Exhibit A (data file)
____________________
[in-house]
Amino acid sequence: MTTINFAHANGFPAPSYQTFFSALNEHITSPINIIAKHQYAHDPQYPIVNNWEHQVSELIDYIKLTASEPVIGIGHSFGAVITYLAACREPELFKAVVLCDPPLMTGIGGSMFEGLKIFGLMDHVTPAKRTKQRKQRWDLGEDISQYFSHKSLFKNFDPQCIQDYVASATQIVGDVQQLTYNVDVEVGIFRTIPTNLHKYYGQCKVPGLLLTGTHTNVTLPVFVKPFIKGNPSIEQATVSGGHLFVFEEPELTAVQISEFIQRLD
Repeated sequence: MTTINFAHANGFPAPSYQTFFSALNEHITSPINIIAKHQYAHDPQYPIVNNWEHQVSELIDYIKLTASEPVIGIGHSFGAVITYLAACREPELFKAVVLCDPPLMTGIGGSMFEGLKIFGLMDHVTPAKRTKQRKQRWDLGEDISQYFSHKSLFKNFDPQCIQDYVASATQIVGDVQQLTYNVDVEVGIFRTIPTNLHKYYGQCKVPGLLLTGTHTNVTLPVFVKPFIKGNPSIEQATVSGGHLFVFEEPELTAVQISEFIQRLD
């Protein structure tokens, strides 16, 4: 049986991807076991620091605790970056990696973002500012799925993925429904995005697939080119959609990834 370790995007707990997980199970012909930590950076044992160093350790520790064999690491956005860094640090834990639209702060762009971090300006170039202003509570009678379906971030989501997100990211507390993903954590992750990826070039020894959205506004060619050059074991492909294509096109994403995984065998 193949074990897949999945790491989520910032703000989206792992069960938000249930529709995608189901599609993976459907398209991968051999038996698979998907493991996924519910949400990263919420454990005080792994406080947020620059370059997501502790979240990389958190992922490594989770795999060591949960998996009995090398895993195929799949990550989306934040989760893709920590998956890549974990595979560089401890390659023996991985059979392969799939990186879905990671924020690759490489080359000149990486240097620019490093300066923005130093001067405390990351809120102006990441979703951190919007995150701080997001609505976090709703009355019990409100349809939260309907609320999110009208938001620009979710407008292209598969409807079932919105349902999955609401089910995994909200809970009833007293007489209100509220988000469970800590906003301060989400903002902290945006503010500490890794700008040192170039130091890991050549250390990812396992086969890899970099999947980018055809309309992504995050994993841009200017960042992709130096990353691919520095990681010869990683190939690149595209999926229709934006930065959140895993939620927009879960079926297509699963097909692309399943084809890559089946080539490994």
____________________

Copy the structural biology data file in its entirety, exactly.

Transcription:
[in-house]
Amino acid sequence: MTTINFAHANGFPAPSYQTFFSALNEHITSPINIIAKHQYAHDPQYPIVNNWEHQVSELIDYIKLTASEPVIGIGHSFGAVITYLAACREPELFKAVVLCDPPLMTGIGGSMFEGLKIFGLMDHVTPAKRTKQRKQRWDLGEDISQYFSHKSLFKNFDPQCIQDYVASATQIVGDVQQLTYNVDVEVGIFRTIPTNLHKYYGQCKVPGLLLTGTHTNVTLPVFVKPFIKGNPSIEQATVSGGHLFVFEEPELTAVQISEFIQRLD
Repeated sequence: MTTINFAHANGFPAPSYQTFFSALNEHITSPINIIAKHQYAHDPQYPIVNNWEHQVSELIDYIKLTASEPVIGIGHSFGAVITYLAACREPELFKAVVLCDPPLMTGIGGSMFEGLKIFGLMDHVTPAKRTKQRKQRWDLGEDISQYFSHKSLFKNFDPQCIQDYVASATQIVGDVQQLTYNVDVEVGIFRTIPTNLHKYYGQCKVPGLLLTGTHTNVTLPVFVKPFIKGNPSIEQATVSGGHLFVFEEPELTAVQISEFIQRLD
């Protein structure tokens, strides 16, 4: 049986991807076991620091605790970056990696973002500012799925993925429904995005697939080119959609990834 370790995007707990997980199970012909930590950076044992160093350790520790064999690491956005860094640090834990639209702060762009971090300006170039202003509570009678379906971030989501997100990211507390993903954590992750990826070039020894959205506004060619050059074991492909294509096109994403995984065998 193949074990897949999945790491989520910032703000989206792992069960938000249930529709995608189901599609993976459907398209991968051999038996698979998907493991996924519910949400990263919420454990005080792994406080947020620059370059997501502790979240990389958190992922490594989770795999060591949960998996009995090398895993195929799949990550989306934040989760893709920590998956890549974990595979560089401890390659023996991985059979392969799939990186879905990671924020690759490489080359000149990486240097620019490093300066923005130093001067405390990351809120102006990441979703951190919007995150701080997001609505976090709703009355019990409100349809939260309907609320999110009208938001620009979710407008292209598969409807079932919105349902999955609401089910995994909200809970009833007293007489209100509220988000469970800590906003301060989400903002902290945006503010500490890794700008040192170039130091890991050549250390990812396992086969890899970099999947980018055809309309992504995050994993841009200017960042992709130096990353691919520095990681010869990683190939690149595209999926229709934006930065959140895993939620927009879960079926297509699963097909692309399943084809890559089946080539490994």